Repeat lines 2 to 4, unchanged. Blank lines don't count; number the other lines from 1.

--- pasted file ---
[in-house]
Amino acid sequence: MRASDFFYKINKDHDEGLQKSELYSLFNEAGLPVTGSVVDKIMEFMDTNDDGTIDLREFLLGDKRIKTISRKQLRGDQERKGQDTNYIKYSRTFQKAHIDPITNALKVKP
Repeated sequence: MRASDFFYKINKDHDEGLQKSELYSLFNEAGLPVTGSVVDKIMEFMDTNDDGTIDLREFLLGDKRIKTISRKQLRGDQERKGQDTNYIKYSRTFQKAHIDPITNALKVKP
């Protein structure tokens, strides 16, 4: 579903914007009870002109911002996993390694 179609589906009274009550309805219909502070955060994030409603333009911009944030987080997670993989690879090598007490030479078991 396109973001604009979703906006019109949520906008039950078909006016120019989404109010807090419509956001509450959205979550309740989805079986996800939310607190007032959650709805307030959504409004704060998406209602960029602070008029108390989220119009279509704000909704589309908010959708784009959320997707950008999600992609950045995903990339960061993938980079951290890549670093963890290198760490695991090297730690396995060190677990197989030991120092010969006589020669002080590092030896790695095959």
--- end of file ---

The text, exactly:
Amino acid sequence: MRASDFFYKINKDHDEGLQKSELYSLFNEAGLPVTGSVVDKIMEFMDTNDDGTIDLREFLLGDKRIKTISRKQLRGDQERKGQDTNYIKYSRTFQKAHIDPITNALKVKP
Repeated sequence: MRASDFFYKINKDHDEGLQKSELYSLFNEAGLPVTGSVVDKIMEFMDTNDDGTIDLREFLLGDKRIKTISRKQLRGDQERKGQDTNYIKYSRTFQKAHIDPITNALKVKP
């Protein structure tokens, strides 16, 4: 579903914007009870002109911002996993390694 179609589906009274009550309805219909502070955060994030409603333009911009944030987080997670993989690879090598007490030479078991 396109973001604009979703906006019109949520906008039950078909006016120019989404109010807090419509956001509450959205979550309740989805079986996800939310607190007032959650709805307030959504409004704060998406209602960029602070008029108390989220119009279509704000909704589309908010959708784009959320997707950008999600992609950045995903990339960061993938980079951290890549670093963890290198760490695991090297730690396995060190677990197989030991120092010969006589020669002080590092030896790695095959």